This segment is the latest in a series of Arduino tutorials posted by Tronixstuff.
Tutorial: using Ping ultrasonic sensor with Arduino - [Link]
DIY ultrasonic range finder - [Link]
Meridith Perry, a recent graduate of the University of Pennsylvania (USA), has developed a novel method for powering electronic devices wirelessly. Christened ‘uBeam’, the method uses ultrasonic energy that is beamed from a mains-powered transmitter to a piezoelectric receiver plugged into the device to be powered.
Ms Perry came up with the idea for the uBeam system while still at university, when she forgot to take the charger for her laptop computer to a lecture and was left with a dead battery. She started thinking about ways to transmit energy wirelessly and ultimately came up with the idea of ultrasonic transmission. [via]
Novel ultrasound system provides wireless power - [Link]
The Park Ranger is an ultrasonic-ranging prototype designed to assist drivers who are backing into tight areas. The ranger uses ultrasonic pings to measure distance to the object behind and indicates this distance by sending audible tones to your FM radio. Optional panel-mount LEDs offer visual aid for calibration as well as warning drivers behind you.
The intention of this project is to demonstrate the Amani64ʼs ability to serve as a rapid-prototyping tool for applications typically covered by proprietary modules. While a commercial ultrasonic-ranging module could be used in this project, the Amani64 is used in instead to tailor the system to our exact needs. The user can drop in blocks of IP, whether open-source or their own, to create a custom application over which they have full control and ownership. A CPLD-based prototyping board is useful for any application that requires logical circuits, whether they be parallel or sequential, that space, cost, and vendor-delivery times are a concern.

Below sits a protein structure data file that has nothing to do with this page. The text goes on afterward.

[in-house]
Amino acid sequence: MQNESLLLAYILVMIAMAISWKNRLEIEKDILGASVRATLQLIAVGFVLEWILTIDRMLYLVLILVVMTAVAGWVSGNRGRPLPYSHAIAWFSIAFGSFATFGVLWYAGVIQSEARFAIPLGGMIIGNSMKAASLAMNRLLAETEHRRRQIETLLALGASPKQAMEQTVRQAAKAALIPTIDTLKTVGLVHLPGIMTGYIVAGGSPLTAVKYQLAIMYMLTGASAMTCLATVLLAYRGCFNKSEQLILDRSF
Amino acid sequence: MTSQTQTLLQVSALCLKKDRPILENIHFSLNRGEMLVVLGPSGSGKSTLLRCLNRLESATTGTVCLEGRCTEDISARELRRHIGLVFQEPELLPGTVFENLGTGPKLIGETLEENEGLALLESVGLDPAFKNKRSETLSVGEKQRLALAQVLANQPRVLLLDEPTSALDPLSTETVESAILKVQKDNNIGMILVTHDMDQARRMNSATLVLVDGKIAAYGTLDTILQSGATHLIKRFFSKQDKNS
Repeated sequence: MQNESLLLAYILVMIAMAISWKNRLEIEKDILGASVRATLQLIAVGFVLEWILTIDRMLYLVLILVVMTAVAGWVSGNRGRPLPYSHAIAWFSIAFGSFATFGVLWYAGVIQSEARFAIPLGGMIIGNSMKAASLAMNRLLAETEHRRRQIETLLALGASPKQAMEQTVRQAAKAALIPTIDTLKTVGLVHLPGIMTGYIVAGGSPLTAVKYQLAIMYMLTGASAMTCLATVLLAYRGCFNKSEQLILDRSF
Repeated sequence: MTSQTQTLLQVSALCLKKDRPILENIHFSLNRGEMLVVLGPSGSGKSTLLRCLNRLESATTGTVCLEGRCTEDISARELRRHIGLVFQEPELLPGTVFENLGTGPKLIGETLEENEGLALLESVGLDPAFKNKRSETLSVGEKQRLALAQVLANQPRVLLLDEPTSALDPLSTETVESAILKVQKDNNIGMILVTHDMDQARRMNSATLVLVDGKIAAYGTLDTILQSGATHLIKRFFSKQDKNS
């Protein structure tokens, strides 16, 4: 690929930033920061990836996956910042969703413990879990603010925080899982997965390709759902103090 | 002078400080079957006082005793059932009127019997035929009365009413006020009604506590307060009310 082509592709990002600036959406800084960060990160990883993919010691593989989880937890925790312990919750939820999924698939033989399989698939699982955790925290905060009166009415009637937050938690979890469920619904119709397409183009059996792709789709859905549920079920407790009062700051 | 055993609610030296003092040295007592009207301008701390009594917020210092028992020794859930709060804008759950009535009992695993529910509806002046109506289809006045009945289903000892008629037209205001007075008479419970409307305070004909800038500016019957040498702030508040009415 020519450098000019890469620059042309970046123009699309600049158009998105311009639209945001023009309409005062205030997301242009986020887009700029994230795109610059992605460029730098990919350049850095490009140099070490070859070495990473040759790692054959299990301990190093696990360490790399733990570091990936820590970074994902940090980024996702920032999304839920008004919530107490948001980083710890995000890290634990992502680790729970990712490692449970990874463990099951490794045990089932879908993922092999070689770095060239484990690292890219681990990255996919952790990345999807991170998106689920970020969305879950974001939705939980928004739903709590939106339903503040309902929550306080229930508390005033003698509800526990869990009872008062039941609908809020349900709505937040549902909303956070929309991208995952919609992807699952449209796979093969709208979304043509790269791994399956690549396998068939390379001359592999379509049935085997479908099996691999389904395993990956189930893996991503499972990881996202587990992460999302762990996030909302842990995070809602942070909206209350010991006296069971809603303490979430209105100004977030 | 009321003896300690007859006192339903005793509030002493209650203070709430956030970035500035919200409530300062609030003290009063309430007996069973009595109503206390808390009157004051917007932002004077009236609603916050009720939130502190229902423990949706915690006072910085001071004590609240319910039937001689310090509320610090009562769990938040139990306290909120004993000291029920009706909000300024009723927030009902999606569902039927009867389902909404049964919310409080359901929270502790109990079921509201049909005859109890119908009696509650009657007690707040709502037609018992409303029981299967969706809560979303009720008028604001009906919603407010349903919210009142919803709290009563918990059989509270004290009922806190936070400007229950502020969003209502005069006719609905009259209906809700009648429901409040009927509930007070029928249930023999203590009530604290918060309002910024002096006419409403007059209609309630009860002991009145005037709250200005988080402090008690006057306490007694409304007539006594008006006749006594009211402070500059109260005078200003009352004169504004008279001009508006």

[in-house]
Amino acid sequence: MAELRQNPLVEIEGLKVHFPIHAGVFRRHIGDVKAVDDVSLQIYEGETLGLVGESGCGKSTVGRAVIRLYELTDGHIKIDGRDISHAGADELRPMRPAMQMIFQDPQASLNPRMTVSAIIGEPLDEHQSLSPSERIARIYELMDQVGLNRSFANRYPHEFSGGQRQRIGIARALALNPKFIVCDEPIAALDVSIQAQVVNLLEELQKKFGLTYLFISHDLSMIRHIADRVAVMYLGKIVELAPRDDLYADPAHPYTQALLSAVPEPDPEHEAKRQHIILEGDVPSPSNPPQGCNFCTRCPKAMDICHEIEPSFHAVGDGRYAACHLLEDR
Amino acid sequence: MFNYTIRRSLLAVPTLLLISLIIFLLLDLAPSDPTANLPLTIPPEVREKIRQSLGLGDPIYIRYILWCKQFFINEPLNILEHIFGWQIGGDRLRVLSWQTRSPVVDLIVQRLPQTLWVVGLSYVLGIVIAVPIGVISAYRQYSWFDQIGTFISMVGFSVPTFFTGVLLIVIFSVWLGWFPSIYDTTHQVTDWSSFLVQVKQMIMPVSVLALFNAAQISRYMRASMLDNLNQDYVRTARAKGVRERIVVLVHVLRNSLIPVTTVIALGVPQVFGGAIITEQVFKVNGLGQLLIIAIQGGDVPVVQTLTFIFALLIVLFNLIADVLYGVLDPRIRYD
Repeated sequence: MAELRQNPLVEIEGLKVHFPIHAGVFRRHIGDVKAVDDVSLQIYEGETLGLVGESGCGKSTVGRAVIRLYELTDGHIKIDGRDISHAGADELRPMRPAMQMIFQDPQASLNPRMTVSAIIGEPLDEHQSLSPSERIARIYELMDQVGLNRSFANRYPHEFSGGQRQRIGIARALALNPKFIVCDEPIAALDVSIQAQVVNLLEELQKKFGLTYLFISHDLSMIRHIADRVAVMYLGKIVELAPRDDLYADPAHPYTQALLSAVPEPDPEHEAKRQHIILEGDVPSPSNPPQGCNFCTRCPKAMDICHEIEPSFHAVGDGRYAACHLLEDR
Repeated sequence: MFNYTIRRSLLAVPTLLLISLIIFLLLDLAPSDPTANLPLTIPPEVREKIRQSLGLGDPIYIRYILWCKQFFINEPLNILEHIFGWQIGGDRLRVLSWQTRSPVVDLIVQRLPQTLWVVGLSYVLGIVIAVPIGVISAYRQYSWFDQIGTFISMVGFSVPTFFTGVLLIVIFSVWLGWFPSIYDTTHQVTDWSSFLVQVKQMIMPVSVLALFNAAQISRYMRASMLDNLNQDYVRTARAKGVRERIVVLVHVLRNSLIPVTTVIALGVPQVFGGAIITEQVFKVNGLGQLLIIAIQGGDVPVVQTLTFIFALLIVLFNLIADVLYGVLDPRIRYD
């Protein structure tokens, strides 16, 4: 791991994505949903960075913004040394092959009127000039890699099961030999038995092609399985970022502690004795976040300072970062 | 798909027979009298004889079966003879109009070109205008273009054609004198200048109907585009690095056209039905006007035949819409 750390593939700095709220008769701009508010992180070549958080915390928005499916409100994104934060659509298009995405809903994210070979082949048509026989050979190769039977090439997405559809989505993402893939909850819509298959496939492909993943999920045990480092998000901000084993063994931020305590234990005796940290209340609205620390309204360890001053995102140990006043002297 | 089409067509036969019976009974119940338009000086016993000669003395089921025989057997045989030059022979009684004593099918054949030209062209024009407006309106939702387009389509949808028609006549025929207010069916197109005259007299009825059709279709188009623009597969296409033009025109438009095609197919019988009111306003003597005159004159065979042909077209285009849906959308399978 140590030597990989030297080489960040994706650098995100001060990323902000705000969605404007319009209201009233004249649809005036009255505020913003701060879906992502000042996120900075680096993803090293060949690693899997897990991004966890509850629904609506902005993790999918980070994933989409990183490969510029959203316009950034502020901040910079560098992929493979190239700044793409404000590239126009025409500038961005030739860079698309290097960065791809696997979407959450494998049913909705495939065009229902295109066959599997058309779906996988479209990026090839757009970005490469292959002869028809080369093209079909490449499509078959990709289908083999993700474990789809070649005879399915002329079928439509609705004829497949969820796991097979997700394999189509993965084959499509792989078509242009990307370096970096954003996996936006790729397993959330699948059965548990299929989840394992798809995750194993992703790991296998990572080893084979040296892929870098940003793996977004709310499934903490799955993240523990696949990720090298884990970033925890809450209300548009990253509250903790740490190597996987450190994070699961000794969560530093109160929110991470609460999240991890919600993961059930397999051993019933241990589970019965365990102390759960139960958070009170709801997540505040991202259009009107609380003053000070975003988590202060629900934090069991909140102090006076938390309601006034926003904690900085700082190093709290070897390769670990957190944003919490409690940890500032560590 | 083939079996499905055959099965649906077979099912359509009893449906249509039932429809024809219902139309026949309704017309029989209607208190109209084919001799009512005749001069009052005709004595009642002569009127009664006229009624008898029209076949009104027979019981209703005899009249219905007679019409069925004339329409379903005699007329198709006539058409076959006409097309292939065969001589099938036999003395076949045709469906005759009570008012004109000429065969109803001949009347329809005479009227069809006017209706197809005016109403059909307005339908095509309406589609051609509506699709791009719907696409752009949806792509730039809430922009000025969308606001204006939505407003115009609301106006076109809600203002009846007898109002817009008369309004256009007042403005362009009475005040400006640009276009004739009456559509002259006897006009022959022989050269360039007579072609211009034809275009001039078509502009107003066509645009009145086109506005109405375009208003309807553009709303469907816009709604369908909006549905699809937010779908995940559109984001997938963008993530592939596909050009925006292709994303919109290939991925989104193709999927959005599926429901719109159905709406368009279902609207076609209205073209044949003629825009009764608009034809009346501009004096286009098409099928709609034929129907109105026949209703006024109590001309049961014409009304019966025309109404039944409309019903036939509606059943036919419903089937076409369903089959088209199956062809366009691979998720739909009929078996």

DIY Park Ranger – [Link]
Kerry Wong needed some ultrasonic range finders for a project so he build his own. He writes:
The theory behind ultrasonic ranging is quite simple. Typically a short ultrasonic burst is transmitted from the transmitter. When there is an object in the path of the ultrasonic pulse, some portion of the transmitted ultrasonic wave is reflected and the ultrasonic receiver can detect such echo.
He provides schematic and code on the link below.
A Sensitive DIY Ultrasonic Range Sensor - [Link]
This project is a DIY metal hunting robot that uses a Parallax microcontroller to hunt down metal objects while avoiding bumping into objects. [via]
To avoid any collision with other objects (such as furniture), the robot uses an ultrasonic range detector (radar) as well as 2 side infrared range detectors. The radar, placed on top of the robot, searches the area infront of the moving robot for obstacles. If one is located within close proximity (30cm), the radar scans the area (rotates with the use of a motor) for any other possible paths which contain no obstacles within range. The 2 side IR range sensors make sure that if something misses the range of the radar, a side collision won’t occur.
DIY Metal Hunting Robot - [Link]
This project is a simple bat detector that allows you to hear any ultrasonic sound. It digital scales the ultrasonic sound down to human hearing range (20 Hz to 20 kHz). The bat emits ultrasonic range from 9 kHz up to 200 kHz! Therefore, to enable us to hear the frequency, you should create a bat detector device that can analyze up to 20 kHz. To achieve that, digital frequency division is used.
The Ultrasonic Bat Detector – [Link]